Tuesday, 7 January 2020
Scientists at The University of Western Australia have contributed to a new study with the ARC Centre of Excellence for Gravitational Wave Discovery (OzGrav) revealing a possible collision of two neutron stars 3.4 times heavier than the sun.
The gravitational-wave observatory network, including the National Science Foundation's LIGO and the European Virgo detectors, picked up what appeared to be gravitational ripples from a collision of two neutron stars on 25 April 2019, the second time this type of cosmic event has ever been detected.
Neutron stars are the remnants of dead stars that exploded. When two neutron stars spiral together, they undergo a violent merger that sends gravitational waves shuddering through the fabric of space and time.
Gravitational waves and light were first witnessed in the same event in 2017 and was named GW170817.
UWA and ARC DECRA Post-Doctoral Fellow Dr Eric Howell said the detection is a significant achievement.
"Unlike the first detection of a binary neutron star, GW170817, no associated light was observed despite extensive follow-up efforts. This was not surprising as this event (i.e. 25 April 2019 called GW190425) was at much greater distance and not well localised in the sky, both factors making it highly challenging for space and ground based telescopes," Dr Howell said.
One of the roles of scientists at UWA was to ‘crunch the numbers’, or analyse the massive amount of data collected by the gravitational wave detectors.
UWA researchers Professor Linqing Wen and Research Fellow Qi Chu have been operating one of the five online pipelines to search for gravitational waves in real time, and generate open public alerts for prompt follow up observations from other telescopes. The pipeline developed at UWA, named SPIIR, independently identified this new binary neutron star event, and helped confirm the discovery. The SPIIR effort is supported in part by the Australian Research Council (ARC) through the establishment of the 2017 ARC Centre of Excellence for Gravitational Wave Discovery (OzGrav).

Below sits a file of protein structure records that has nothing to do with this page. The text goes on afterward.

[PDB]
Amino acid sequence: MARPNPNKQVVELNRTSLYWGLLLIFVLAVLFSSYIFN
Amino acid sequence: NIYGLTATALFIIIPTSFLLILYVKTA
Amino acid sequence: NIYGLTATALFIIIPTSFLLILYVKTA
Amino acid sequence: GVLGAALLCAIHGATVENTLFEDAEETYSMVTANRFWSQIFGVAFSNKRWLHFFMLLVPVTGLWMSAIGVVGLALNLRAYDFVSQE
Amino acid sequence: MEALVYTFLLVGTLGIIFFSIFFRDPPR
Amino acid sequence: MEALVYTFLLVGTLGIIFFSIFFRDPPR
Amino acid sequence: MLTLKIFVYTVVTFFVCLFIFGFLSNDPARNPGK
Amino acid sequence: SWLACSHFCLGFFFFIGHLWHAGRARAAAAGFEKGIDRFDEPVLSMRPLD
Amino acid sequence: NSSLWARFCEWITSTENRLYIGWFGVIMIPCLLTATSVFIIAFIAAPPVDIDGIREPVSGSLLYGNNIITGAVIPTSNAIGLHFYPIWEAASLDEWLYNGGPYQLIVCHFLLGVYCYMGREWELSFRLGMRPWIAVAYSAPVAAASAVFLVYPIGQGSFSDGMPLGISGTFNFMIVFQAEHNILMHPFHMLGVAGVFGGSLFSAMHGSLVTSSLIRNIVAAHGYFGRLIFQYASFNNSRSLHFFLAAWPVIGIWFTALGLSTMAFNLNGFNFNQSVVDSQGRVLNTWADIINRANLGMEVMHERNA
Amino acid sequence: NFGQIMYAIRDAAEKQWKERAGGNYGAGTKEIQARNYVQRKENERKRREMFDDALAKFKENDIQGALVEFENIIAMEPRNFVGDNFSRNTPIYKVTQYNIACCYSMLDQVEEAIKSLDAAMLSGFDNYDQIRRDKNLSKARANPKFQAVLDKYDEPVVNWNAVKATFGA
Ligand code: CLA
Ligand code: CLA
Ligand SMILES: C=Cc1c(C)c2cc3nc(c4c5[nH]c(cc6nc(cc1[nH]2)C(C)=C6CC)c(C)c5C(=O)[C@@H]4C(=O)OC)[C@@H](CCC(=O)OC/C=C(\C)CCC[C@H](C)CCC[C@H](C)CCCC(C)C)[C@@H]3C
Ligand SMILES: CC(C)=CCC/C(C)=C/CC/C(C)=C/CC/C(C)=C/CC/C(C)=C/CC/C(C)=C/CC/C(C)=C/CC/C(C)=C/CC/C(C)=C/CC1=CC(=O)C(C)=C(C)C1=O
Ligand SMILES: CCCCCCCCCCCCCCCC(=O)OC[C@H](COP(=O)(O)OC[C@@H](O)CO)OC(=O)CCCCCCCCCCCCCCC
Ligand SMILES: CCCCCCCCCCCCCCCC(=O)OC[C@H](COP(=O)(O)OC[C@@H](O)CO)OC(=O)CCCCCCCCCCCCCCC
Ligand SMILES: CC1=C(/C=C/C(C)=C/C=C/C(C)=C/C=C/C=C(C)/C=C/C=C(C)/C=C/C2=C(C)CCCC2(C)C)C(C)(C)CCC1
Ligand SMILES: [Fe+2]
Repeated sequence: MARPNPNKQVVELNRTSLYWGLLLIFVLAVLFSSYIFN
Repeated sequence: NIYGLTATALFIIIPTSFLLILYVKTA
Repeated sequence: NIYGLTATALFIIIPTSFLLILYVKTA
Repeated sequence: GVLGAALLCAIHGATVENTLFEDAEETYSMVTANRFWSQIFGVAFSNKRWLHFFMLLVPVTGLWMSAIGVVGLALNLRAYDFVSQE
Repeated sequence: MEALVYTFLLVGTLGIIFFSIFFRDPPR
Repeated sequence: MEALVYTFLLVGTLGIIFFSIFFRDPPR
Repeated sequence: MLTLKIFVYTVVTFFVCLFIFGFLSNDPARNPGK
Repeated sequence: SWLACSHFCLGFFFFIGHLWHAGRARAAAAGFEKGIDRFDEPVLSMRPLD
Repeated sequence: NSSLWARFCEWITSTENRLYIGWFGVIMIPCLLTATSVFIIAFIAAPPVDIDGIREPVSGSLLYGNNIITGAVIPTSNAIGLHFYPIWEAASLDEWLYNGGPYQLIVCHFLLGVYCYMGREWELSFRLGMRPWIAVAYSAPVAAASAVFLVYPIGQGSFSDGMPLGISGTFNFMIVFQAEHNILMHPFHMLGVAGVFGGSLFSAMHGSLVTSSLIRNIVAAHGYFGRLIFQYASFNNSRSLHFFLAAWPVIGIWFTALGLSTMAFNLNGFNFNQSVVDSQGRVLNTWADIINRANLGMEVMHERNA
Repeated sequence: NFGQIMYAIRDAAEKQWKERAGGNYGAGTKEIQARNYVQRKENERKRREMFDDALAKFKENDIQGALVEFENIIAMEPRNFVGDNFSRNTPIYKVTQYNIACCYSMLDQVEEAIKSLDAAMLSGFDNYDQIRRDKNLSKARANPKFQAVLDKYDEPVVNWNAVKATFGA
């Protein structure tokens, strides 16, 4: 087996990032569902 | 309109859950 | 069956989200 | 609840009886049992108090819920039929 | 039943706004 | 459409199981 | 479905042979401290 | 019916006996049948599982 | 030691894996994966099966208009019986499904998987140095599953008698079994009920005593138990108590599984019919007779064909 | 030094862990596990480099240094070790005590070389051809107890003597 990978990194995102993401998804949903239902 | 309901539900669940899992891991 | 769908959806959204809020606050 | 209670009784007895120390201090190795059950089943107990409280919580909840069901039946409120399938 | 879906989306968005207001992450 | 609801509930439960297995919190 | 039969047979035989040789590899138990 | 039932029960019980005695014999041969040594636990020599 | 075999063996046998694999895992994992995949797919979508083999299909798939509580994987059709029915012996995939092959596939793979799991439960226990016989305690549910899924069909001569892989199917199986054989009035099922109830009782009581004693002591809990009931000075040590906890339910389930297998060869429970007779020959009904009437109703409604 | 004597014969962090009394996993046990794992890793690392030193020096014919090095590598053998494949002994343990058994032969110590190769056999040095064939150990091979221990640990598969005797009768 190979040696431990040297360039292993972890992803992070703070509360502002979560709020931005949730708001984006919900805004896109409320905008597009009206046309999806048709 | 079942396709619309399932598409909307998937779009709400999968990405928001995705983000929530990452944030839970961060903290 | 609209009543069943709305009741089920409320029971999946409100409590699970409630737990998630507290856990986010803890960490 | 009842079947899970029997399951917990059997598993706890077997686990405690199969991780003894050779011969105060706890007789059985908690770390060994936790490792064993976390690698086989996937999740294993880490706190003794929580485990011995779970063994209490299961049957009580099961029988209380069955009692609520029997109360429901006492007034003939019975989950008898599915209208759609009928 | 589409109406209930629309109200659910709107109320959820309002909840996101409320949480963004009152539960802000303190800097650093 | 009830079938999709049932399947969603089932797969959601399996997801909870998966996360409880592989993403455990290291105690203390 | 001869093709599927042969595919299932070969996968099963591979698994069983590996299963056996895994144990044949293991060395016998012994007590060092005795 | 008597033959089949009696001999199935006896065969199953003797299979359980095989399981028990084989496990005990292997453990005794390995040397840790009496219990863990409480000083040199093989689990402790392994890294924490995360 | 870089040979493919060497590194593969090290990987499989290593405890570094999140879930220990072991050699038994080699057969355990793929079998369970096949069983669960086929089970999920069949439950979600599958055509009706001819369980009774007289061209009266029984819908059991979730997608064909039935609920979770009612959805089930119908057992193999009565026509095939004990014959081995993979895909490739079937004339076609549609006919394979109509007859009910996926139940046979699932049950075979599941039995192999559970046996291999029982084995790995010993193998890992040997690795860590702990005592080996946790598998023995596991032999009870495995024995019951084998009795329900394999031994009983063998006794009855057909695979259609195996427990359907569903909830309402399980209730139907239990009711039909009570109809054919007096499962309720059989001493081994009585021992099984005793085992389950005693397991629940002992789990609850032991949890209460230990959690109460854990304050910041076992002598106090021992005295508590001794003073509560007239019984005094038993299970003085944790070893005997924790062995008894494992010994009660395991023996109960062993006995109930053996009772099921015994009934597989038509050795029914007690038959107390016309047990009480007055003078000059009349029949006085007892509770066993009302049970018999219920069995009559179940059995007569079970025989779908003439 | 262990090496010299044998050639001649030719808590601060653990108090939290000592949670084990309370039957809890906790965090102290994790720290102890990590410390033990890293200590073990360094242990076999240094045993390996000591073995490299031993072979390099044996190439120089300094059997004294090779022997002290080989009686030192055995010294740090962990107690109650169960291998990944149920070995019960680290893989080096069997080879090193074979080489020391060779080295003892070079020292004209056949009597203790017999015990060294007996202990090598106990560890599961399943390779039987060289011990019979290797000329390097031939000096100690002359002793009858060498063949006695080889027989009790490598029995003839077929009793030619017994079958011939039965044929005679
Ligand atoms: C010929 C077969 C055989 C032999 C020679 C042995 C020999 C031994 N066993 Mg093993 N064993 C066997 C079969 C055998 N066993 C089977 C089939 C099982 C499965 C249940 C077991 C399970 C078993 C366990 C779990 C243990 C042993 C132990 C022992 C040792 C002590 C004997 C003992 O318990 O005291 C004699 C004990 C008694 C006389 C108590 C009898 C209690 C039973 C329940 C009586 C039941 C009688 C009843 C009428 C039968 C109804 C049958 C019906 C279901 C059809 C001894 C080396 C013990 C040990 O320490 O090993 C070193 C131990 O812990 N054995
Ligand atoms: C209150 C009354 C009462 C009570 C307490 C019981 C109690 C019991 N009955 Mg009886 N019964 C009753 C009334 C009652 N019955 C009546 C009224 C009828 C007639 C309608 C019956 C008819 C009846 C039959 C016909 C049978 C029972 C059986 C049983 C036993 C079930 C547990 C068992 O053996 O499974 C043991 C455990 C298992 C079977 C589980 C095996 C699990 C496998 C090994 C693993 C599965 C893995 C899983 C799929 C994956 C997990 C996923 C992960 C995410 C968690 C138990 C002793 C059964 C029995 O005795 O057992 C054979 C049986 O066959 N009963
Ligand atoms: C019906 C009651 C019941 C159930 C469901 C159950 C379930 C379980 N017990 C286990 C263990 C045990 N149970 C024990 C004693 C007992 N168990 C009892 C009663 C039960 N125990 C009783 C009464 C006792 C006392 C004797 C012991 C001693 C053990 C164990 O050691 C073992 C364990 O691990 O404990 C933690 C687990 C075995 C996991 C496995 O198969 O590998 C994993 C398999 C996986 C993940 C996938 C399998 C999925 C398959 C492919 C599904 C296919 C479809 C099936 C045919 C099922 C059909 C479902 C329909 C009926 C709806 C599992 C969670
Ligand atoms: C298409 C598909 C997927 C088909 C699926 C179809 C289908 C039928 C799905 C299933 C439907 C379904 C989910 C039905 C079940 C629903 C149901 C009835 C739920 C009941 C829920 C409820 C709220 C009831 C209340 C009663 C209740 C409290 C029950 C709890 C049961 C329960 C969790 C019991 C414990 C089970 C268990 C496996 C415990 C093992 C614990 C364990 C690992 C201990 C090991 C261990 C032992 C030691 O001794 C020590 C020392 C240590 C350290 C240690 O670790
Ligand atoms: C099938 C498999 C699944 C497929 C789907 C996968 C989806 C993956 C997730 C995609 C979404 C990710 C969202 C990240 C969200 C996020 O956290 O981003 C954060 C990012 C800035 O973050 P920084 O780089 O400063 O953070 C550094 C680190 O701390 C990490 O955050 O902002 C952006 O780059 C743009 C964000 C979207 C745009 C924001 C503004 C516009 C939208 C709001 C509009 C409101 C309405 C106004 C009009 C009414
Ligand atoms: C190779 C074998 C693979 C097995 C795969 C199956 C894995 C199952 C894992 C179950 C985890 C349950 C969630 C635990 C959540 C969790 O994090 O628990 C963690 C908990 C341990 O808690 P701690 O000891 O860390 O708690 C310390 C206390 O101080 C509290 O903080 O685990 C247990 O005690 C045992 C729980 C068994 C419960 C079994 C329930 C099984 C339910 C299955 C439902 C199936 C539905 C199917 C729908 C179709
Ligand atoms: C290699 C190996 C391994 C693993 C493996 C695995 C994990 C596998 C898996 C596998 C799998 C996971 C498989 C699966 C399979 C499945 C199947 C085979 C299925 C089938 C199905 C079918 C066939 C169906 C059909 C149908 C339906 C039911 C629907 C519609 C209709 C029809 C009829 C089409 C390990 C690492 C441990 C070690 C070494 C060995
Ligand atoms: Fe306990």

PhD student Mr Manoj Kovalam, who is heavily involved in the online real-time search for gravitational waves, said it was an exciting discovery.
“Since our software routine, SPIIR, is a low-latency pipeline, we get to identify Gravitational Wave events in real-time. We were very excited to see GW190425 because it is the second observation of a Binary Neutron Star merger.” he said.
“The interesting thing about this binary is that its total mass is significantly higher than any other known binary systems."
Neutron star pairs are thought to form either early in life—when companion massive stars successively die one by one—or when they come together later in life within dense, busy environments. The data from the 2019 event did not indicate which of these scenarios was more likely—more data and new models will be needed to explain the unexpectedly high mass.
UWA scientists were involved in the first detection of gravitational waves in 2015. Those waves were generated by the fierce collision of two black holes. Since then, scientists have registered dozens of new candidate black hole mergers. Thefirst detection of a neutron star merger took place two years later, in 2017.
UWA's contributions to the international effort in gravitational wave detection and follow-up observations include instrumentation (led by Professors Li Ju and Chunnong Zhao), online real-time detection (led by Professor Linqing Wen and Research Fellow Dr Qi Chu), and optical follow-up observations with the Zadko telescope (led by Professor David Coward and Dr Bruce Gendre).
David Stacey (UWA Media Manager) 08 6488 3229 / 0432 637 716
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